Colleges and universities will face significantly increased financial penalties from this autumn if they fail to produce audited accounts, ignore salary rules, or breach strict spin-off company laws.
Education Minister Richard Bruton also announced greater inspection powers just a week after the Public Accounts Committee report revealed serious concerns over how the facilities are spending €1.5bn in taxpayers’ money every year.
In its report published last week, the committee highlighted serious financial issues at seven colleges, ITs, and universities it examined on foot of whistleblower concerns.
Among other issues, the report found that salary payments and severance packages were far above the norm in some facilities and that spun-out companies owned by college staff were taking tens of millions of euro that should have benefited the State.
The report also found that some facilities were failing to publish audited accounts for up to 37 months and that tens of millions of euro is being held in unaudited charity and foundation wing accounts despite the facilities claiming to have little to no money available to improve student services.
The PAC report recommended that, among other moves, the Department of Education and Higher Education Authority should consider imposing strict financial penalties on colleges’ board of governors if the issues continued.
And, speaking to reporters at the launch of a new technological universities bill — which is expected to help improve the regional diversity of third-level institutes across the country — Mr Bruton said he is in agreement on the move.
“Under the existing regime we did impose financial penalties last year, up to 2% in the case of some colleges,” he said.
“The HEA is doing a review at the moment of the way it funds institutes, and this is an opportunity to go beyond the penalty system that’s now there.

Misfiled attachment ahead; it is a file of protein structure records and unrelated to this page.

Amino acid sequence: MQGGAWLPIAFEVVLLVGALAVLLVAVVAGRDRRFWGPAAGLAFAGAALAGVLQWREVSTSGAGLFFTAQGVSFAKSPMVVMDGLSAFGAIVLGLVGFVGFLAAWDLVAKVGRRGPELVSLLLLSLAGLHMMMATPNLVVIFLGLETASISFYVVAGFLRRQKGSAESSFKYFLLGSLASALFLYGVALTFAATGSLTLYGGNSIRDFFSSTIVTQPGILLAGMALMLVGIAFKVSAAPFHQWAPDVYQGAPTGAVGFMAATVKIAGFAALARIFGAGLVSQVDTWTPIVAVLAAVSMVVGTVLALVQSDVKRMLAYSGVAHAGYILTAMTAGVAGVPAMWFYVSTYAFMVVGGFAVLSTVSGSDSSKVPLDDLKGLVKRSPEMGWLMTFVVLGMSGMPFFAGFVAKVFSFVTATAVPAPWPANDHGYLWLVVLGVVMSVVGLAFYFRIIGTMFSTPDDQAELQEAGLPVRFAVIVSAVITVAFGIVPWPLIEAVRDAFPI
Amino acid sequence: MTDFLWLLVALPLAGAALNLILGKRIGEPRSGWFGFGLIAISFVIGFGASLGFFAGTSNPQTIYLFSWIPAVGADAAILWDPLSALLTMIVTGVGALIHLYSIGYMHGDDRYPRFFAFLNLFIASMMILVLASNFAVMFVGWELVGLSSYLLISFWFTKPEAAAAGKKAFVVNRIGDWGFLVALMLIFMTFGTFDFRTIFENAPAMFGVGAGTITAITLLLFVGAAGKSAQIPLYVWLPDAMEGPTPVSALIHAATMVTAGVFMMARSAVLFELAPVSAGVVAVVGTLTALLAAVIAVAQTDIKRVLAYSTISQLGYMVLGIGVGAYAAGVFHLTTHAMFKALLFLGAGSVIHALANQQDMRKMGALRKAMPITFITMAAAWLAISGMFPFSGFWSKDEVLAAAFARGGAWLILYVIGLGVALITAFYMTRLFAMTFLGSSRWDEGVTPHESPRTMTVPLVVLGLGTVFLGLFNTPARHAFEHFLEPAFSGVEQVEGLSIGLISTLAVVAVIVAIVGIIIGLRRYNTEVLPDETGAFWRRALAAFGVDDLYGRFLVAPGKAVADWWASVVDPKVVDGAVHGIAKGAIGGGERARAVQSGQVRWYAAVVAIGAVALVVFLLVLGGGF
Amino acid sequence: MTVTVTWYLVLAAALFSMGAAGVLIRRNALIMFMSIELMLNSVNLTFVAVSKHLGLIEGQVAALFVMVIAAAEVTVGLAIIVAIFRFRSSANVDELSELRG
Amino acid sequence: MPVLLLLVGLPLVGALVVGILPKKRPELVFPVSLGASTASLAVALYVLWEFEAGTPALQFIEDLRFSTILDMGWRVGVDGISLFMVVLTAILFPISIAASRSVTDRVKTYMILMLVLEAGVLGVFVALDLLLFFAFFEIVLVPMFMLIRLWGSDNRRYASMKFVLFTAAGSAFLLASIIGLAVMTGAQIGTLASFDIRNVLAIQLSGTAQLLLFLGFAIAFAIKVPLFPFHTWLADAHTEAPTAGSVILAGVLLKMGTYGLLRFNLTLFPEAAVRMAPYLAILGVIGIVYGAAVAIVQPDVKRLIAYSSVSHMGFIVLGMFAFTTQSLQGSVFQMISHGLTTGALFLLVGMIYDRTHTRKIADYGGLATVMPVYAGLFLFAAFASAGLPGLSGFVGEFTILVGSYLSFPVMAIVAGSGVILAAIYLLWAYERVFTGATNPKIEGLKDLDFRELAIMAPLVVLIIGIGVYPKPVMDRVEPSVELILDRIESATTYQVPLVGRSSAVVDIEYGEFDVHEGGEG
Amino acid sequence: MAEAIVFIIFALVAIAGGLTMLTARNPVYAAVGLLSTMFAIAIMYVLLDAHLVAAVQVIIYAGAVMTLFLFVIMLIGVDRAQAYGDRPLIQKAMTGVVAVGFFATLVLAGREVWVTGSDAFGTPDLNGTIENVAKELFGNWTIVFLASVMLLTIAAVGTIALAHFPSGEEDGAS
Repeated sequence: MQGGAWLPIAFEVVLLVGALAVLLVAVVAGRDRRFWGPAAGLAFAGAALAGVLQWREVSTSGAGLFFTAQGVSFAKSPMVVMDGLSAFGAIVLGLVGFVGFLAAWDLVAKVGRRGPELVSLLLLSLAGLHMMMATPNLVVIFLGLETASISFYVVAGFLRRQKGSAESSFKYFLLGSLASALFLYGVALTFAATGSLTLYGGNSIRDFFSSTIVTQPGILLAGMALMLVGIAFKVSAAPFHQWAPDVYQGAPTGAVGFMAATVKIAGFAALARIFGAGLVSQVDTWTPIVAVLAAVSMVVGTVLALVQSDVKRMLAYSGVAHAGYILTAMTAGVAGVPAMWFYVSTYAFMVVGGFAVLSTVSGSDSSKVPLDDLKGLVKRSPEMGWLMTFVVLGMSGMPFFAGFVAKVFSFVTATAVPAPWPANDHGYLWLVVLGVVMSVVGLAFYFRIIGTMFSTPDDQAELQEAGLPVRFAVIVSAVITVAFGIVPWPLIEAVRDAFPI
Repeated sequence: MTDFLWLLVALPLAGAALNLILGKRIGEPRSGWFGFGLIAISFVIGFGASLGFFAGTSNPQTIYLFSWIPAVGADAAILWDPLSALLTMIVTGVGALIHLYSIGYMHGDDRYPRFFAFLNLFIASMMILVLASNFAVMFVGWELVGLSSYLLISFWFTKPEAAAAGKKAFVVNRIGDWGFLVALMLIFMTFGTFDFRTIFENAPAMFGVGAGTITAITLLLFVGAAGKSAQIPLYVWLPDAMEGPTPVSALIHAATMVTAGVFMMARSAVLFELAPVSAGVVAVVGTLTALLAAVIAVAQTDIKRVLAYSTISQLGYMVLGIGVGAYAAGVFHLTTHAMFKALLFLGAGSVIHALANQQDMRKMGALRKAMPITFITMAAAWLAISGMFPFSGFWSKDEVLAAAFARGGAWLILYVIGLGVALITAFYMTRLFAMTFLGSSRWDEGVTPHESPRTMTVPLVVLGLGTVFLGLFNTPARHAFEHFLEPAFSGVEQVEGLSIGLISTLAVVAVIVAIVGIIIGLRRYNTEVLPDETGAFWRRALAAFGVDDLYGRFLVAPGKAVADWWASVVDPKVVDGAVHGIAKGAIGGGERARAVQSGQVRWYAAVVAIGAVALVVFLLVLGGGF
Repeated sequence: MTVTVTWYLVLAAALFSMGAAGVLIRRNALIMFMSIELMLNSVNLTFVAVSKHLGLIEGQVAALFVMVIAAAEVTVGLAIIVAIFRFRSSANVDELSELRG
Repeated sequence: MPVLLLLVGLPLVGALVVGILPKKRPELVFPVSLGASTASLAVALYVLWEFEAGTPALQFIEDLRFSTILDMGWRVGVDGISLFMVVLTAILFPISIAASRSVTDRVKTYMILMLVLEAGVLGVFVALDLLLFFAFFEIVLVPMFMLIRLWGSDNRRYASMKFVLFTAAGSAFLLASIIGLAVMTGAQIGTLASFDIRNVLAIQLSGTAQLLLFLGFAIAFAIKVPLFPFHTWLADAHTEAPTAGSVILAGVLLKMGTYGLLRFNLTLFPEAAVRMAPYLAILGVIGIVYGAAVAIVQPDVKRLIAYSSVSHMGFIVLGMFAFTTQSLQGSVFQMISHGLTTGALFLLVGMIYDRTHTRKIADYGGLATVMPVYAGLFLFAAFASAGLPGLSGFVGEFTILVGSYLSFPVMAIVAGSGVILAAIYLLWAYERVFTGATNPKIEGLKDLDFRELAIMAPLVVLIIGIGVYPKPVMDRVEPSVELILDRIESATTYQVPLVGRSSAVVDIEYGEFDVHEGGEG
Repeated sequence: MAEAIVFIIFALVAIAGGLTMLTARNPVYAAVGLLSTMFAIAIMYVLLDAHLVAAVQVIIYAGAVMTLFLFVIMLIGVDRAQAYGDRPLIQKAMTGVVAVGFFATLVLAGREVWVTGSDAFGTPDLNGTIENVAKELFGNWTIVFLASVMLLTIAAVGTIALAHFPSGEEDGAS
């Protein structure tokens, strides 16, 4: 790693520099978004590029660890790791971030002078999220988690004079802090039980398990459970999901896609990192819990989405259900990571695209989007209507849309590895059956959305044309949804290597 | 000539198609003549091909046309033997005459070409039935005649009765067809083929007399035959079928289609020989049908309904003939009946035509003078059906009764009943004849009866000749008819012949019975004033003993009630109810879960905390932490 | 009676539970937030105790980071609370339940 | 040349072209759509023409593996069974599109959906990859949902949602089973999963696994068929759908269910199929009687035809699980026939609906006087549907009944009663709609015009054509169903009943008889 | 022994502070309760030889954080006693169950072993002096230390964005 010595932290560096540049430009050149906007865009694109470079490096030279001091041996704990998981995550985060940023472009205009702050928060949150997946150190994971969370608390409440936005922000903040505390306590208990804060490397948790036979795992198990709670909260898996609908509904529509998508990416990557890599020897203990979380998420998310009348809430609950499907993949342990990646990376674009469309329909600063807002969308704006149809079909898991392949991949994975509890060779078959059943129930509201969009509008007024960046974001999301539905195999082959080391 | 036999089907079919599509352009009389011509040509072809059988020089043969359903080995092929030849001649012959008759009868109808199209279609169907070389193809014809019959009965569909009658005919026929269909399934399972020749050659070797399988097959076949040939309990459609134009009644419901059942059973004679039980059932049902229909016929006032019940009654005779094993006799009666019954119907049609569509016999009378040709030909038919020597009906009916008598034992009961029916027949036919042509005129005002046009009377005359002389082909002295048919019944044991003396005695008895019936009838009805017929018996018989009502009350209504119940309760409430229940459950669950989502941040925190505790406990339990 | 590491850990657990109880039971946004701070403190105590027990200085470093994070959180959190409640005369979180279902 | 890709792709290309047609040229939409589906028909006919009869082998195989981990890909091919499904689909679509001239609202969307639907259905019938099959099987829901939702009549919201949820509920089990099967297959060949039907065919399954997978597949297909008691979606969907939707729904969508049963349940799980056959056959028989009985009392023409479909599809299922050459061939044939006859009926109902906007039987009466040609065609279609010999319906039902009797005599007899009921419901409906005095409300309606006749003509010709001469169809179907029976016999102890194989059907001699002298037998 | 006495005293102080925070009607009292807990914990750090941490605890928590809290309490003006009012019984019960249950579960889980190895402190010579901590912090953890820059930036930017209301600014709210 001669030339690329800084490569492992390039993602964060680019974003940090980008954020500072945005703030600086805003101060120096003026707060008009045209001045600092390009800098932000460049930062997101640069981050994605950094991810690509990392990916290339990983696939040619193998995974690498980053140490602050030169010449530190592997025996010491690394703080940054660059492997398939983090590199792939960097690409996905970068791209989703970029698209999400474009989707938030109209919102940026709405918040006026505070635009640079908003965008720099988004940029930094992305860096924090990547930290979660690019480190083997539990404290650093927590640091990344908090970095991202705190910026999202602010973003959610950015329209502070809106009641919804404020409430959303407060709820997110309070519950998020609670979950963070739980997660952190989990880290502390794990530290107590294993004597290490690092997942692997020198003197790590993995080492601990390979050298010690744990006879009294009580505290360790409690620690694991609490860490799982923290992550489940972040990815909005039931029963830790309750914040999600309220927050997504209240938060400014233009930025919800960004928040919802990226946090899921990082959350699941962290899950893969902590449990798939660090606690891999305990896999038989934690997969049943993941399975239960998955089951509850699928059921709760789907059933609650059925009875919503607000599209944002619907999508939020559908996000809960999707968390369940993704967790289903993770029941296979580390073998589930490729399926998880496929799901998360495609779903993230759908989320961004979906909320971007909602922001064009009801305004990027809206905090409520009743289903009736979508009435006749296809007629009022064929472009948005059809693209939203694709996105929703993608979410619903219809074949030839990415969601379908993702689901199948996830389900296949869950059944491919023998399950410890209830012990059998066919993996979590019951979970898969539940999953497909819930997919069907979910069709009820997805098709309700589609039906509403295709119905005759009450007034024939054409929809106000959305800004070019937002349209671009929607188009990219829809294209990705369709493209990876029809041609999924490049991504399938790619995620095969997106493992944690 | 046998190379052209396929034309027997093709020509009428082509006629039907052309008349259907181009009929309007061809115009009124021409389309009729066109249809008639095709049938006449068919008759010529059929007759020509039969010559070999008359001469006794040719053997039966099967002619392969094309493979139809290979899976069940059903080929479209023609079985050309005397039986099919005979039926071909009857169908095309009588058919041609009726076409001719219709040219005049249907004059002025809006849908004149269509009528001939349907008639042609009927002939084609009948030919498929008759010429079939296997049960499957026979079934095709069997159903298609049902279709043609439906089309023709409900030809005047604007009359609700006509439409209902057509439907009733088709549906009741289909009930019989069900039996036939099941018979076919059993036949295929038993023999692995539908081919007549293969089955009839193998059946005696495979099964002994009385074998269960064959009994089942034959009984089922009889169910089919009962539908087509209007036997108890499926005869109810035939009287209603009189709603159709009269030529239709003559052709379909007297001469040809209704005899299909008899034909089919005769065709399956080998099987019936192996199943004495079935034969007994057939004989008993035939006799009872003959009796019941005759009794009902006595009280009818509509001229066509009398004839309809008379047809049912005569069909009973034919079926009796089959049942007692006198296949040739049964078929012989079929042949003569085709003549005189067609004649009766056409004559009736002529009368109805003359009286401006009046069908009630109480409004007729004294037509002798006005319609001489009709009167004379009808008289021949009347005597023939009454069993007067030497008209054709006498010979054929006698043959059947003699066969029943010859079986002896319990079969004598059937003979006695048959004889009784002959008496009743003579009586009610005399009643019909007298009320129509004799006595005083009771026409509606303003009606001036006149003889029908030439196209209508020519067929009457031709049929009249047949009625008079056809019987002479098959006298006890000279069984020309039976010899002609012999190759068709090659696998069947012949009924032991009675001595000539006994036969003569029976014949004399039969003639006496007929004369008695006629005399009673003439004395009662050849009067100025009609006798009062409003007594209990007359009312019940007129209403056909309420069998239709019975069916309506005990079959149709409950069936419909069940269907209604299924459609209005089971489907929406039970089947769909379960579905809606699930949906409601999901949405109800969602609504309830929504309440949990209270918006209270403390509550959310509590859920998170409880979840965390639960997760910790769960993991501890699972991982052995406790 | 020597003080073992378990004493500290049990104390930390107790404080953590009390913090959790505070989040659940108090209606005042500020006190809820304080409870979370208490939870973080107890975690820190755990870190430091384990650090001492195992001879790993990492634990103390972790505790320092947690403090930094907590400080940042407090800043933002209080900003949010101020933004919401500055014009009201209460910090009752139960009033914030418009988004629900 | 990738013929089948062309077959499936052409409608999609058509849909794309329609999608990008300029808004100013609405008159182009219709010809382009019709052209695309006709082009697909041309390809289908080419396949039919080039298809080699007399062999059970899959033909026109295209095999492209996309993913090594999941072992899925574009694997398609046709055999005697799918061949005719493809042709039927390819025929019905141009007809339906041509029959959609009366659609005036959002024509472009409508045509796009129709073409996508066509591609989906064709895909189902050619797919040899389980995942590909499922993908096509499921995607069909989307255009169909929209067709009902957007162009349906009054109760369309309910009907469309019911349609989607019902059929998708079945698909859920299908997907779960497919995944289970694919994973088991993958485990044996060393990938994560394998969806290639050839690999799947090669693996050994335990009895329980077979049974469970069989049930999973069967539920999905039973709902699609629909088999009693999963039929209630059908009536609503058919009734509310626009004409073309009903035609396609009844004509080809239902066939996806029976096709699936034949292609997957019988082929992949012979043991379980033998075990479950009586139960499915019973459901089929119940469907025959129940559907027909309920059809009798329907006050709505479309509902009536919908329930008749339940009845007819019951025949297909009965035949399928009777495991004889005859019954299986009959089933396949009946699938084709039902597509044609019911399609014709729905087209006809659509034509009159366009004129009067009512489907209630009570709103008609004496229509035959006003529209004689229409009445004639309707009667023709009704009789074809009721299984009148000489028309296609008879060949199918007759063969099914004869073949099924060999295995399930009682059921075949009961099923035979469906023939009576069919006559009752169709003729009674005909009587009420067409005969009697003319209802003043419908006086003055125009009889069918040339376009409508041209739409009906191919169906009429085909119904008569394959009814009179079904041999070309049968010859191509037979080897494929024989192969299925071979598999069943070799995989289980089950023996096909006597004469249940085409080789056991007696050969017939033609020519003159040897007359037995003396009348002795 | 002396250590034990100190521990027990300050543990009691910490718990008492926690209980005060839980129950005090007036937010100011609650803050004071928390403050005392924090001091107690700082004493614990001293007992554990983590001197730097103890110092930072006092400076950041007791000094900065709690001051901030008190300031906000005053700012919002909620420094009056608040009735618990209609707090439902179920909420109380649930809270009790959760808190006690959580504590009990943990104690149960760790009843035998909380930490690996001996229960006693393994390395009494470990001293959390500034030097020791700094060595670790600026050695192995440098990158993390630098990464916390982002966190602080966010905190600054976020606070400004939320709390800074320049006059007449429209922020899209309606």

“The existing system allows up to 10% penalties, so it’s extensive. But where the innovation will be is that at the moment a lot of those penalties are potentially linked to poor performance, whereas there will now be a much clearer link to specific governance payments.
“So a failure to present accounts on time, if the information is inadequate, there will be a much clearer set of things that must be done to avoid penalties.”
Asked if the changes will be in place before the budget, he added: “The review that’s been done by the HEA is due to be completed by this summer, and it will be completed before the budget. They will implement the various decisions over the following years, but they already have that 10% capacity that’s accepted.”
As reported in yesterday’s Irish Examiner,
Mr Bruton said the planned changes to improve college and university transparency will include new “inspector” powers allowing the Government to appoint an official to examine a facility if it is deemed necessary. Similar previous powers were never used because they required the backing of the High Court and agreement of the colleges’ board of governors.
Meanwhile, Mr Bruton and super junior minister Mary Mitchell O’Connor yesterday said the new technological universities bill will help ensure greater regional diversity for third-level institutes.
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